Although Venti’s is well known for its live music, you won’t find Jarred playing there too often — but he’s happy to let other artists take center stage. “Andrew (Hussey) books the music there, and he always does a good job at bringing in a lot of great out-of-town bands, which I think is awesome.”
Hussey books the musical acts for the Taphouse’s Craft Brewed Concerts, and Jarred chooses a beer pairing. “I usually try to arrange a special tapping of some sort to coincide with the music. It’s a cool way to bring live music and craft beer together.” A recent evening featured the video game sounds of Emulator combined with eight space-themed beers.
The Taphouse also hosts Lounge Nights, in which two of Jarred’s good friends, Nathan Olsen and John Pounds, play keyboard and bass during the opening set and then allow any and all singers to join in. “They’re both incredible musicians. The best at what they do in the area, for sure. We’re really lucky to have them come down every Tuesday.”
Aside from hanging out at Venti’s, you’ll likely find Jarred playing shows at Salem’s Vagabond Brewing, Half Penny Bar and Grill or Duffy’s Hangar, where he even hosts a monthly jam session. “I know a ton of musicians, and it’s a cool way for me to bring everyone together in one spot and just play music together.” All artists, regardless of skill level, are welcome to join.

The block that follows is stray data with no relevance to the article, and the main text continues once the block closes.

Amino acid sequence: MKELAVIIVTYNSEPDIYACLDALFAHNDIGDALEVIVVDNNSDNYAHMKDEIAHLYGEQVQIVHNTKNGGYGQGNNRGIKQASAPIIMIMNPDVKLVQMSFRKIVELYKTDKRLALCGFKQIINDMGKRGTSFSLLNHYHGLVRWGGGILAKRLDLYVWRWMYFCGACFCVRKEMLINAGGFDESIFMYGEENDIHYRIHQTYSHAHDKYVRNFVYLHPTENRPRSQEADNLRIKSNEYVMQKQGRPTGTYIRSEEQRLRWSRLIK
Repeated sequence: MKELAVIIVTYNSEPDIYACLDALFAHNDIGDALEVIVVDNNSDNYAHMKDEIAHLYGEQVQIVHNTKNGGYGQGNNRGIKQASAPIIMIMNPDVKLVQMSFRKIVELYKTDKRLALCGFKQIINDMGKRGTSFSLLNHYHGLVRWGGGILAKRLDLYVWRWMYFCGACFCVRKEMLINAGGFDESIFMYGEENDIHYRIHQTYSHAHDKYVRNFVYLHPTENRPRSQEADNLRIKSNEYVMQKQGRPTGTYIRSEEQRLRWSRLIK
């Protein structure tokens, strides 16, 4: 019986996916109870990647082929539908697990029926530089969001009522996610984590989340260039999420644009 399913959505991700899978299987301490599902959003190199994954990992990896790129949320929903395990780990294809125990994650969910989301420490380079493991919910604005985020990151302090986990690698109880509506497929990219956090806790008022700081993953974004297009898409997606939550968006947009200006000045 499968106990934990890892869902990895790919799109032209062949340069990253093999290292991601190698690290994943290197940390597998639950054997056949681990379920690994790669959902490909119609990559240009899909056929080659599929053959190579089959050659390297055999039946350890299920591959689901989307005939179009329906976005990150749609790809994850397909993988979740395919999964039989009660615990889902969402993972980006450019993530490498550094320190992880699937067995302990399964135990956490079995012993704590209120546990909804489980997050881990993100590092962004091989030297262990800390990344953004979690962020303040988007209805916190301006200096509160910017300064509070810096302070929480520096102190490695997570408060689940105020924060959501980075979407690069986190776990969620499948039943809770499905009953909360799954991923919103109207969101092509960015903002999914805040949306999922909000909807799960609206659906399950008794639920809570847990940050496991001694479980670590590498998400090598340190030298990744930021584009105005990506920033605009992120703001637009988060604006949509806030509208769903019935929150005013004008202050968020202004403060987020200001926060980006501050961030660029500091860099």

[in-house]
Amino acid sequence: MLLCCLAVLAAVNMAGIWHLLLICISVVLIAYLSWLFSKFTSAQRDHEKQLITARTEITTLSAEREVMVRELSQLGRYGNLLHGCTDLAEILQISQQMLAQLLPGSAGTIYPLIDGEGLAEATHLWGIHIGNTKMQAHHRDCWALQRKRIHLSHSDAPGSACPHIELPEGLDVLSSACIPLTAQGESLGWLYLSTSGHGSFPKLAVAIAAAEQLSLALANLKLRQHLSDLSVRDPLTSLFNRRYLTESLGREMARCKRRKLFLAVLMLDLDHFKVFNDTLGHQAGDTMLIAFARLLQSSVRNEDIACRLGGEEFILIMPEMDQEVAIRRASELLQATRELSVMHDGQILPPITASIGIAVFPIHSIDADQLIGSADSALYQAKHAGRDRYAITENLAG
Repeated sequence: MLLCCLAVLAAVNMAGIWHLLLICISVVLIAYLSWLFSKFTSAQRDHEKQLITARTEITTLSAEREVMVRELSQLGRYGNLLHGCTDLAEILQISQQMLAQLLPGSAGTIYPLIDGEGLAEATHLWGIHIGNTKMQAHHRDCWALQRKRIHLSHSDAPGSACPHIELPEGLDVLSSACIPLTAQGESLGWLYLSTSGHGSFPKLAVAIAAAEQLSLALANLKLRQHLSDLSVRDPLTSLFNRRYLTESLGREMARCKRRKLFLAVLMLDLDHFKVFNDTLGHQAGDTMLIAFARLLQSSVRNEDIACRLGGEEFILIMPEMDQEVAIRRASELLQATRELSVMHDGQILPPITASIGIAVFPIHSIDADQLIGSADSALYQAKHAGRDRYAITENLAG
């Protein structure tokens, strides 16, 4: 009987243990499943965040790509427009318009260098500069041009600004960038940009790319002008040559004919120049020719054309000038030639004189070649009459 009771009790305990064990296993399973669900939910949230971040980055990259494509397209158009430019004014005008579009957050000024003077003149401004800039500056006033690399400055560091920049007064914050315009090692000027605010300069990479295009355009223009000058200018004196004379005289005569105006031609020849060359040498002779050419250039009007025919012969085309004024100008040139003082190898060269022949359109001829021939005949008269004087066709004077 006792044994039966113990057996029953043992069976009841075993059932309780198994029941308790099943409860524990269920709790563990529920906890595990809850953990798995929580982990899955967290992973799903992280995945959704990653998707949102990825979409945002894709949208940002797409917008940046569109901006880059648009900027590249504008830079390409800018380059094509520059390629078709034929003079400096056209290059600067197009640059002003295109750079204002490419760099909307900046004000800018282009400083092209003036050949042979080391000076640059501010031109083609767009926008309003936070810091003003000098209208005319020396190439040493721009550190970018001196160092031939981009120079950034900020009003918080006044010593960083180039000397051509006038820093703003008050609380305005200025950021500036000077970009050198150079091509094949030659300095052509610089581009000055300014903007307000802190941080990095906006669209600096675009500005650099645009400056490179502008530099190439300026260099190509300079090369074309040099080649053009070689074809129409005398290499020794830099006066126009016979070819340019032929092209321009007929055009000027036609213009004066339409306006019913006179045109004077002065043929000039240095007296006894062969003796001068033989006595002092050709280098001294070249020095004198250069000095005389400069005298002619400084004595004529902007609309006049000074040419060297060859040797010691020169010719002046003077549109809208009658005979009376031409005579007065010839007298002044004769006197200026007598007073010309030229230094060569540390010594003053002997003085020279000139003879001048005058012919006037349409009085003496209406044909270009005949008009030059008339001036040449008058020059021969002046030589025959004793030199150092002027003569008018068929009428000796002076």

If he ever needs some extra help warming up for his night gig, the beer czar likes to keep it local. “When I play at Vagabond, I always try something new. Every time I play at Half Penny, I’m drinking Hop Penny from Salem Ale Works (an Irish red only available in-house). When I play at Duffy’s, I like to drink Gilgamesh Vader (a coffee CDA).”
“I’m just super proud of Salem. We’re finally starting to get a beer scene down here. It seems like every day something new is opening up. I’m really excited to be a part of it.”
This is one czar who is definitely all about his people. He’s the true definition of what a leader should be: he’s passionate about what he does, he supports his community as much as possible and he makes a valiant effort to bring everyone together. Oh, and he supplies the masses with funky music and tasty beer. All hail Jarred Venti!
Cafe + Basement Bar
[a] 325 Court St. NE, Salem
Cafe + Taphouse
[a] 2840 Commercial St. SE, Salem
By Sarah Mason
For the Oregon Beer Growler
Four Salem breweries have made it their mission to quench the thirst for craft beer in Oregon’s capital.
Together, the founders of Gilgamesh Brewing, Salem Ale Works, Santiam Brewing and Vagabond Brewing formed the Salem Brewery Association, a nonprofit focused on fermenting the state capital’s craft-beer culture.